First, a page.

Oh boy, life right now feels like I’m on a train going full speed ahead, with a series of deadlines coming at me faster and faster, and Christmas is the least of my worries! None of it is bad, and I’m not complaining, especially since it’s all of my own making, but that’s just where I’m at right now. I’m in full-on, high-alert, list-making, hyper-organised mode because that’s the best way I know how to cope when I have a lot going on. Luckily most of it is good and there is lots to look forward to, but in the meantime I’m doing an unholy amount of planning & preparation for the next few months.
Moving Back to Australia
The time has finally come where I can say publicly that Mark and I are moving back to Sydney in 2019! I’m planning on doing a post reflecting on 2018 and talking about my plans for the year ahead, so I won’t say too much here and instead I’ll save it for that post. I’ve given my work plenty of notice because I really like them and want them to have enough time to find someone who is a good fit, so now that they know it doesn’t matter if I talk about it online. I’ll be working until mid-January, have a couple of weeks to finalise things, and then Mark and I are travelling for 6 weeks from the end of Jan and will get back to Sydney in mid-March.
There is SO much to organise when you’re moving overseas, obviously we knew that from the first time around, but when we moved here we only brought our suitcases with us. Because we’re travelling on the way home it makes more sense for us to send most of our belongings via sea freight and just take a suitcase each as we travel instead of lugging everything around with us. For the timing to (hopefully!!) work out and for our stuff to arrive in Sydney shortly after us, we’ve had to plan to send it off in mid-December. That means I somehow, unbelievably, have to try and plan out one suitcase worth of clothes (and toiletries and everything else that’s essential) that will last me from mid-December until mid-March (or later, depending on when our stuff arrives). That includes several weeks at work and ranges from -20ish Toronto weather, to positive 20s in Sydney in March. Pray for me.
So, about that 6 week holiday which I’m VERY much looking forward to! We’re spending two weeks in Mexico between Cancun, Tulum and Mexico City. After we told our best friends in Toronto about our trip they decided to tag along with us in Tulum (we’re there for 6 nights) so that’s going to be a highlight for sure! After that we’re heading back to the cold and doing Boston, New York and Philadelphia, then Denver, New Orleans (for Mardi Gras in early March), then LA and Honolulu on the way home because we got a layover there for free.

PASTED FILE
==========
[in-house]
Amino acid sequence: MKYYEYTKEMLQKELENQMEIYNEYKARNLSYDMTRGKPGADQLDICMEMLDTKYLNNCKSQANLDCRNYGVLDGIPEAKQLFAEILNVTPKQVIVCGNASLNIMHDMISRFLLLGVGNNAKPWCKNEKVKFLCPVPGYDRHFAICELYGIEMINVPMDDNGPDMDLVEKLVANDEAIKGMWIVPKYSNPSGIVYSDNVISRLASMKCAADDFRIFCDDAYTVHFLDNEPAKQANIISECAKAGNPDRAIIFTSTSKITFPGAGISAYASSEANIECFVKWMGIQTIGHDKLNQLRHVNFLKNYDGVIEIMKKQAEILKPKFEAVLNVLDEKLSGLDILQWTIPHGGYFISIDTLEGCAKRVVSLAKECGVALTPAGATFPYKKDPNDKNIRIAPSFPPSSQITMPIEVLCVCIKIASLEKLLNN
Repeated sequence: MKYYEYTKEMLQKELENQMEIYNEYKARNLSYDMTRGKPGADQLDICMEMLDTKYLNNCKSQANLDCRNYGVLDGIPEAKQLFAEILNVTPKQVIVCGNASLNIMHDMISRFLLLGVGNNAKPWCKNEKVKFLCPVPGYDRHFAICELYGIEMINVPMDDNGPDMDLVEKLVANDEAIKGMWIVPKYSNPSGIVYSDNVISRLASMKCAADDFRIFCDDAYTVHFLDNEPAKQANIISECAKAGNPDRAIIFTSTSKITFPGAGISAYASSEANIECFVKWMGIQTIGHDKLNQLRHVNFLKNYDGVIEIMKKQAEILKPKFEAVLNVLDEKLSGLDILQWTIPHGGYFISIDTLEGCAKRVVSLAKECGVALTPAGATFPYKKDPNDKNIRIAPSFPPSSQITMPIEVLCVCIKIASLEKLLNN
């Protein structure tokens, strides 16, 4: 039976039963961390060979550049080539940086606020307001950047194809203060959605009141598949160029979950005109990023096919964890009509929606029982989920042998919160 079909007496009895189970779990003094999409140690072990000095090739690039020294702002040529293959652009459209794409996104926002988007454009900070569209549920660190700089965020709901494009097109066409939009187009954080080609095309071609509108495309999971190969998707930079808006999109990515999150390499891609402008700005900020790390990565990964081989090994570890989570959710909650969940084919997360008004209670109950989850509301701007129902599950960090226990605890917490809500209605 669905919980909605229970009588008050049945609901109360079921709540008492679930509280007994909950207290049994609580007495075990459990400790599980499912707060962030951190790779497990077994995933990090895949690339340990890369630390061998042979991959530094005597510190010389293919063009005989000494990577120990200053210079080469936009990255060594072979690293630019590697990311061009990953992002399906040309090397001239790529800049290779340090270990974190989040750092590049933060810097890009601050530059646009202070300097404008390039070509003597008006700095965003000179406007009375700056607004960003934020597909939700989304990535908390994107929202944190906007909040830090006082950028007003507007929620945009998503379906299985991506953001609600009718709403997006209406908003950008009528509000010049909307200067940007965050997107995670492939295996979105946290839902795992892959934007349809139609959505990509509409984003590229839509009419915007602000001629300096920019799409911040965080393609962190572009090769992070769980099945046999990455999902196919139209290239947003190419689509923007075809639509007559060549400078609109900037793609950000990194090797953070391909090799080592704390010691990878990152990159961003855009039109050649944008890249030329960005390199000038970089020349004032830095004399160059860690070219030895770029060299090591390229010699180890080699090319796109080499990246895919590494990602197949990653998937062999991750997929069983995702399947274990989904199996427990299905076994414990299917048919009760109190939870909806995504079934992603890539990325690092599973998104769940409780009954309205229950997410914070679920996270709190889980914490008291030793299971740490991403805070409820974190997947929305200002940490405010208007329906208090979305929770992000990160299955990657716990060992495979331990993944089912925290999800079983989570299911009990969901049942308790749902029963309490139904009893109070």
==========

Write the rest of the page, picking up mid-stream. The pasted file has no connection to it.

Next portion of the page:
I’m not complaining because having a holiday like this is a huge privilege, but let me tell you it’s been a lot to organise on top of the move home. We’re going to have earned that holiday by the time it comes around! I also wanted to take advantage of the fact that we will both be unemployed and therefore can travel extensively, because that may not happen again anytime soon. Realistically if we just went straight home and didn’t travel we would be doing all the logistical work for the move and then have to go straight into looking for jobs, so at least this way we get to have some fun in between and relax a little! Philly, Denver and all of Mexico are new to me, while I’ve been to the other cities before, but if you have any tips or recommendations for anywhere we’re going please send them my way!
My First Tattoo
As you can clearly see, I got my first tattoo! And what else would it be but something for my one true love, Nick Cave! Although there’s a much bigger backstory to this particular design, part of it is because I wanted a Nick Cave tattoo that wasn’t super obvious (like his face, for example, lol). The actual imagery and the words and the song/album its referencing all have a huge amount of meaning for me, so I guess if that’s something you’re interested in let me know and maybe I could post about it in the future at some point. After thinking of this idea a few years ago and looking for inspiration online and picturing it in my mind for so long, it feels incredible to look down at my leg and see exactly what I envisioned – it’s absolutely perfect! I went to Mike Mendes at The Okey Doke in Toronto because he specialises in black tattoos and I love his more traditional work. I was SO happy with how it turned out that I emailed him two days after I got it to book another appointment before we leave!